At his father's funeral, young Bazil (Dany Boon) is given a box of personal effects that include bits of the landmine that killed his dad. Years later, in the street one day, the grown-up Bazil recognises the logo of the company that made the landmine. Coincidentally, it's the same company that manufactured the stray bullet that accidentally shot him in the head as he was standing in the door of his video-rentals shop, reciting the dialogue of The Big Sleep. The bullet has remained inoperably embedded in his skull and could still kill him at any moment. He resolves to take his revenge on the arms dealers whose products totalled his old man and speared his cerebellum.
Bazil and his band of brothers mimic the conventions of filmic superheroes to find and outwit the arms dealers. They each have useful powers, but their ensemble scenes are played for laughs rather than logic. At an airport, they employ African robes, salami, a razor and a suitcase with a secret trapdoor to have an African dictator's henchman framed for drugs. You get the idea.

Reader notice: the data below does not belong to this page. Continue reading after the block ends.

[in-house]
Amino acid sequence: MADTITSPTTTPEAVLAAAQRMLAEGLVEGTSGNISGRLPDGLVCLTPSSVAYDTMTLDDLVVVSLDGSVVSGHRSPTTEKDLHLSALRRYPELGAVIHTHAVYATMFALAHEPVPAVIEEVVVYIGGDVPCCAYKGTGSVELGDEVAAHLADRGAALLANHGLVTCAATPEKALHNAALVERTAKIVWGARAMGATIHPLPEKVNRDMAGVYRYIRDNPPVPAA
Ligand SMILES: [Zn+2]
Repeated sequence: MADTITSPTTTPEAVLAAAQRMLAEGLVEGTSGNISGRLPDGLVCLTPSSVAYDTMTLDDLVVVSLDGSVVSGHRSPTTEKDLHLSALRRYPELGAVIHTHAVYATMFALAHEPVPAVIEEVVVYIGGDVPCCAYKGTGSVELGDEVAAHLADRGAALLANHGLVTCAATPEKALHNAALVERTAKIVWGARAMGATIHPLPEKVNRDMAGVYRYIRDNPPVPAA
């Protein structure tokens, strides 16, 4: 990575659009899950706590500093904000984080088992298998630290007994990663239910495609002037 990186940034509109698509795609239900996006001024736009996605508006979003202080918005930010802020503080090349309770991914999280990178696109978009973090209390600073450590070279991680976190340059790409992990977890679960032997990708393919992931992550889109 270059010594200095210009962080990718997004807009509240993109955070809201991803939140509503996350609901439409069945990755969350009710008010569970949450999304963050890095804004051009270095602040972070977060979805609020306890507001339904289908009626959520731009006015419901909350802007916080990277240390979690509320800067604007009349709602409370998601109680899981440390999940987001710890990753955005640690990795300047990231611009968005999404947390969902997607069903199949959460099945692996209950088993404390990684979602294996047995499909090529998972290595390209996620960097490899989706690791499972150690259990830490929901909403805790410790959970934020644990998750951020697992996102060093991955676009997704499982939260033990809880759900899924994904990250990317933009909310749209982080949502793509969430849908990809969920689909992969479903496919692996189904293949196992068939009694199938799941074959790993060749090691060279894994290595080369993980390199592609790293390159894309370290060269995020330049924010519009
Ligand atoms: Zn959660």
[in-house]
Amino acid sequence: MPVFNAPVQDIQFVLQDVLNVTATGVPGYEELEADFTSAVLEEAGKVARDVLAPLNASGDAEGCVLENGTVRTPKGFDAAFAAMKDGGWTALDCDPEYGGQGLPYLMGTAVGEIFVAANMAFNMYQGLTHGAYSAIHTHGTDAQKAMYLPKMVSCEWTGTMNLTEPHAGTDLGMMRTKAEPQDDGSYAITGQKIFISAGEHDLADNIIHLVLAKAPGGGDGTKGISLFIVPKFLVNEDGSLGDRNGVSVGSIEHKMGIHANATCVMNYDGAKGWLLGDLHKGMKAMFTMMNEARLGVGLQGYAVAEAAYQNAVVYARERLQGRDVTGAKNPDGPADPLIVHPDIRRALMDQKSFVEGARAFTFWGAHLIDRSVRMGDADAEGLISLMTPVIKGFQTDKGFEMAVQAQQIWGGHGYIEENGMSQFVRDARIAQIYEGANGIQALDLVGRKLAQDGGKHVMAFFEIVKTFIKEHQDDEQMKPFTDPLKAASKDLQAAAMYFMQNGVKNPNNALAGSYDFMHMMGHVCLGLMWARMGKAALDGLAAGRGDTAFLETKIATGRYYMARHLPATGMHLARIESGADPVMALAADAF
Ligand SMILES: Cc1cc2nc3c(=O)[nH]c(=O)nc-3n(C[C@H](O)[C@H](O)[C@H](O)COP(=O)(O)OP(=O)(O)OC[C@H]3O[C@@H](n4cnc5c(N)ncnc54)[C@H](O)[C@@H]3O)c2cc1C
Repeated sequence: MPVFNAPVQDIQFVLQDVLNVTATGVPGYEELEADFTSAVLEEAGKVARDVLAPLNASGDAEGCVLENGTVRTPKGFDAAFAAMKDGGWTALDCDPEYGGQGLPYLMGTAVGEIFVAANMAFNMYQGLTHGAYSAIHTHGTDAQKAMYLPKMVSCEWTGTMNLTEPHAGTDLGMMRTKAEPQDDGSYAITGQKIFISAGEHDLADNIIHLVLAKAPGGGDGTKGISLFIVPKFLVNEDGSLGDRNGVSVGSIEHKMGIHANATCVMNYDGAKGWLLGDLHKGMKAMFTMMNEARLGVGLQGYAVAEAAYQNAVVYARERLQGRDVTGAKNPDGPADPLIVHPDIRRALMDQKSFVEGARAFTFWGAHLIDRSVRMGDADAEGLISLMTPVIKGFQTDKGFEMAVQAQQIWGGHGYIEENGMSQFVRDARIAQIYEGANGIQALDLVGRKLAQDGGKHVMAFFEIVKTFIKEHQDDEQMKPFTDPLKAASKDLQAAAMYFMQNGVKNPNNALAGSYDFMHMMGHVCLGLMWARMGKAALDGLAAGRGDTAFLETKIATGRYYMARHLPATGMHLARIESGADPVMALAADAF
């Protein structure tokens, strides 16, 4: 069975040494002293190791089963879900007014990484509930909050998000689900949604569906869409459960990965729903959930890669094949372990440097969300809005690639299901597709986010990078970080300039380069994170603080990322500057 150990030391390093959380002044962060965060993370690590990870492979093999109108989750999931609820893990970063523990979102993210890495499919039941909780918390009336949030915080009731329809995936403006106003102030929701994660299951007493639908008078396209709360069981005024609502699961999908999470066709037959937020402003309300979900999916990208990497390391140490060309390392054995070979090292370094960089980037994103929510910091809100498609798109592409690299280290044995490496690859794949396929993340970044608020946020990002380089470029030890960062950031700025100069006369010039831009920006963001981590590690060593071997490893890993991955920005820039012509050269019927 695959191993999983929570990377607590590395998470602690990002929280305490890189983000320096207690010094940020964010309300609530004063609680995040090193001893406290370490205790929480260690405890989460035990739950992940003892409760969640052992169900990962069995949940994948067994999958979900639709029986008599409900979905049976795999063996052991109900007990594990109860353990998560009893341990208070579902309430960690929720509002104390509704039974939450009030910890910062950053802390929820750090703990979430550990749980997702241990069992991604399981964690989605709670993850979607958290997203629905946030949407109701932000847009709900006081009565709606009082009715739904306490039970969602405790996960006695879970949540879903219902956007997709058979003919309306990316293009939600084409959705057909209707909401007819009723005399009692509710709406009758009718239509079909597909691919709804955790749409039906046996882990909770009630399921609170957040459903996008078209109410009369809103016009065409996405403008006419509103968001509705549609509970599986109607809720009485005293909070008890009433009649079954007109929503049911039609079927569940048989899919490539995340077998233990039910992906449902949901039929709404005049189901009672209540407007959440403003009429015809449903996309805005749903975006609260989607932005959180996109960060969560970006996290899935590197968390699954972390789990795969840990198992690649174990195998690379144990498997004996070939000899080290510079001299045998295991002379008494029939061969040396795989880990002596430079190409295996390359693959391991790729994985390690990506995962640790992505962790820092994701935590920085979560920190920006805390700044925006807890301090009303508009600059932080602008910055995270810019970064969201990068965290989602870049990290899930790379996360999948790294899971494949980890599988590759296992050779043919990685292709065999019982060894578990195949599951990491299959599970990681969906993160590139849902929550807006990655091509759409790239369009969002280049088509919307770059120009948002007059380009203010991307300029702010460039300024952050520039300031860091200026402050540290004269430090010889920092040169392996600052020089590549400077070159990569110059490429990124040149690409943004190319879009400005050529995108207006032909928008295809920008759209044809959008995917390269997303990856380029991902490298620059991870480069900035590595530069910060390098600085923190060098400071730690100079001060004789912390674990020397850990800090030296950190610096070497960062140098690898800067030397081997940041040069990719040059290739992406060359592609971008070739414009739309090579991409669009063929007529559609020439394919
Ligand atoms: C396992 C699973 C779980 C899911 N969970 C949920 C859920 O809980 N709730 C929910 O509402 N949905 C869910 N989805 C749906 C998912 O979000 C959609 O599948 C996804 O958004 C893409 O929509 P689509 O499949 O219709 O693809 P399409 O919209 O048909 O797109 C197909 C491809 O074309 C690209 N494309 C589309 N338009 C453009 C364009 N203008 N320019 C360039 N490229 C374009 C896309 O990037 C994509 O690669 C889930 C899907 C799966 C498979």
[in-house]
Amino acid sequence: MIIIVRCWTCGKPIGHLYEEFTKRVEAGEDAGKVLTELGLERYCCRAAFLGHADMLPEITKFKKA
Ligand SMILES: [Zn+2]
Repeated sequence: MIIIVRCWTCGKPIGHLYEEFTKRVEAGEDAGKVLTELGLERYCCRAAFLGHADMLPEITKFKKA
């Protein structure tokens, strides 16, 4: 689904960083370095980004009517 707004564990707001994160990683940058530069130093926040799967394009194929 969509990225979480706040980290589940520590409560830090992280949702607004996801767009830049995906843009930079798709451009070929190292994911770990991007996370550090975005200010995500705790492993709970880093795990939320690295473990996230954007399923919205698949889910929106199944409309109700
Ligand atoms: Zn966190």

Jeunet is a master of comic-strip filming, the kind we associate with the Coen brothers of Raising Arizona or The Big Lebowski. Nobody beats him for sheer comic inventiveness and the speed with which he whips ideas into crazy reality. It's a crazy Gallic ride.